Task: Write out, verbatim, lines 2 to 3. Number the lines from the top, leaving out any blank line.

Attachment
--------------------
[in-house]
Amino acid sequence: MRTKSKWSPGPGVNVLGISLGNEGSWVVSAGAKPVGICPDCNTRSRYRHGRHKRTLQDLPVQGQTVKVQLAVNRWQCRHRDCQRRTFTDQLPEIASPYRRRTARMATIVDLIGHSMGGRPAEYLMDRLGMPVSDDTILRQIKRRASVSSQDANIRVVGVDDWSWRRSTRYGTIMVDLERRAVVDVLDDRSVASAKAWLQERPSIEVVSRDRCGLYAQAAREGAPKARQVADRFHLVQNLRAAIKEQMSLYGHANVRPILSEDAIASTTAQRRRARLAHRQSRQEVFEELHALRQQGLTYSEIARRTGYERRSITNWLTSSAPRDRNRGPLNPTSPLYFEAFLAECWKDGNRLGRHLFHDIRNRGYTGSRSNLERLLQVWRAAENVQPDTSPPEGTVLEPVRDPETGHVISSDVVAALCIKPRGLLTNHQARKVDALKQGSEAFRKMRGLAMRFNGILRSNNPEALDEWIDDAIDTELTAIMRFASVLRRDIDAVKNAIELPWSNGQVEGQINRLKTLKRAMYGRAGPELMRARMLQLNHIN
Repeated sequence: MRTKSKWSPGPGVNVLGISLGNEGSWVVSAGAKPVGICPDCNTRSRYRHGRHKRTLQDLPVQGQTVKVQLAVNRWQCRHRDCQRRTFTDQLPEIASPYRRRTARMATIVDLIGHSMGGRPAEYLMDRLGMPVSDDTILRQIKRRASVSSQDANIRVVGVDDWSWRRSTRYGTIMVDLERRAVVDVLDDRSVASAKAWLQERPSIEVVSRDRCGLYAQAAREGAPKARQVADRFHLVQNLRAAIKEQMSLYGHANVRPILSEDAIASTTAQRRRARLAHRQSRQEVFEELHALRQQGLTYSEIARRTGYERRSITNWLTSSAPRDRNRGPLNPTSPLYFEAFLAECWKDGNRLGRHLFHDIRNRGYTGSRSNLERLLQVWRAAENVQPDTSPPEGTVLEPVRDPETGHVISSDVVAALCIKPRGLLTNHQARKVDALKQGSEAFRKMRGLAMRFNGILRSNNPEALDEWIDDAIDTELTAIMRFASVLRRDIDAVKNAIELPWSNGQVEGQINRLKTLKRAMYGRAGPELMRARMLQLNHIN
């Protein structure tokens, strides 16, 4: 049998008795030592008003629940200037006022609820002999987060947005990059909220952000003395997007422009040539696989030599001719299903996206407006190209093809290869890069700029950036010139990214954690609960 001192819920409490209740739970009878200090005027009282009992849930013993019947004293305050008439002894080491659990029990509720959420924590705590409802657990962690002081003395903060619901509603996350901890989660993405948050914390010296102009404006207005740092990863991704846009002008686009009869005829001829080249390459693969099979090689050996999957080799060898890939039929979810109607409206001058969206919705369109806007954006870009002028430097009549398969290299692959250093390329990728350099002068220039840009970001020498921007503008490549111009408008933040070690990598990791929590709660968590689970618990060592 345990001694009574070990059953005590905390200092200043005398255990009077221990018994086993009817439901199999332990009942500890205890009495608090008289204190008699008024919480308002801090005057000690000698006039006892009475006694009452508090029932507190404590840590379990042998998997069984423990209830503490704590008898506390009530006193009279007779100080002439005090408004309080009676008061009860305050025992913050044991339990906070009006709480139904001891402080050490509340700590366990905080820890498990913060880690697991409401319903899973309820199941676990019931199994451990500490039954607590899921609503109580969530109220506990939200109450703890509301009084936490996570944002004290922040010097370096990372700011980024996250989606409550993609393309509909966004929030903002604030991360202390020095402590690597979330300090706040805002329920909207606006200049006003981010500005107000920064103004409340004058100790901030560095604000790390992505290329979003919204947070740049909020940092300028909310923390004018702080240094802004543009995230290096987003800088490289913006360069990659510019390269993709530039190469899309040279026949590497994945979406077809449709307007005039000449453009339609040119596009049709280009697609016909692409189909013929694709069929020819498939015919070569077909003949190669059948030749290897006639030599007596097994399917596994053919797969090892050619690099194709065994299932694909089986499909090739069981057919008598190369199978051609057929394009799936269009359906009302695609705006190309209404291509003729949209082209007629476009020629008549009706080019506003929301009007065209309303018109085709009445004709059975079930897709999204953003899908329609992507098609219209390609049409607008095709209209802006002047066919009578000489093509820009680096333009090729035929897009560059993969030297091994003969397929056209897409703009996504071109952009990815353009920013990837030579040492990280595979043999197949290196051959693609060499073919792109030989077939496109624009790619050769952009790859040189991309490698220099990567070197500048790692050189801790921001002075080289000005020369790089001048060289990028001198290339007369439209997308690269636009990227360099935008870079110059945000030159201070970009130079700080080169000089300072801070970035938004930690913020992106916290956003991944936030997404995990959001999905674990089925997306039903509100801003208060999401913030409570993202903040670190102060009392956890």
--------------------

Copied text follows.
Amino acid sequence: MRTKSKWSPGPGVNVLGISLGNEGSWVVSAGAKPVGICPDCNTRSRYRHGRHKRTLQDLPVQGQTVKVQLAVNRWQCRHRDCQRRTFTDQLPEIASPYRRRTARMATIVDLIGHSMGGRPAEYLMDRLGMPVSDDTILRQIKRRASVSSQDANIRVVGVDDWSWRRSTRYGTIMVDLERRAVVDVLDDRSVASAKAWLQERPSIEVVSRDRCGLYAQAAREGAPKARQVADRFHLVQNLRAAIKEQMSLYGHANVRPILSEDAIASTTAQRRRARLAHRQSRQEVFEELHALRQQGLTYSEIARRTGYERRSITNWLTSSAPRDRNRGPLNPTSPLYFEAFLAECWKDGNRLGRHLFHDIRNRGYTGSRSNLERLLQVWRAAENVQPDTSPPEGTVLEPVRDPETGHVISSDVVAALCIKPRGLLTNHQARKVDALKQGSEAFRKMRGLAMRFNGILRSNNPEALDEWIDDAIDTELTAIMRFASVLRRDIDAVKNAIELPWSNGQVEGQINRLKTLKRAMYGRAGPELMRARMLQLNHIN
Repeated sequence: MRTKSKWSPGPGVNVLGISLGNEGSWVVSAGAKPVGICPDCNTRSRYRHGRHKRTLQDLPVQGQTVKVQLAVNRWQCRHRDCQRRTFTDQLPEIASPYRRRTARMATIVDLIGHSMGGRPAEYLMDRLGMPVSDDTILRQIKRRASVSSQDANIRVVGVDDWSWRRSTRYGTIMVDLERRAVVDVLDDRSVASAKAWLQERPSIEVVSRDRCGLYAQAAREGAPKARQVADRFHLVQNLRAAIKEQMSLYGHANVRPILSEDAIASTTAQRRRARLAHRQSRQEVFEELHALRQQGLTYSEIARRTGYERRSITNWLTSSAPRDRNRGPLNPTSPLYFEAFLAECWKDGNRLGRHLFHDIRNRGYTGSRSNLERLLQVWRAAENVQPDTSPPEGTVLEPVRDPETGHVISSDVVAALCIKPRGLLTNHQARKVDALKQGSEAFRKMRGLAMRFNGILRSNNPEALDEWIDDAIDTELTAIMRFASVLRRDIDAVKNAIELPWSNGQVEGQINRLKTLKRAMYGRAGPELMRARMLQLNHIN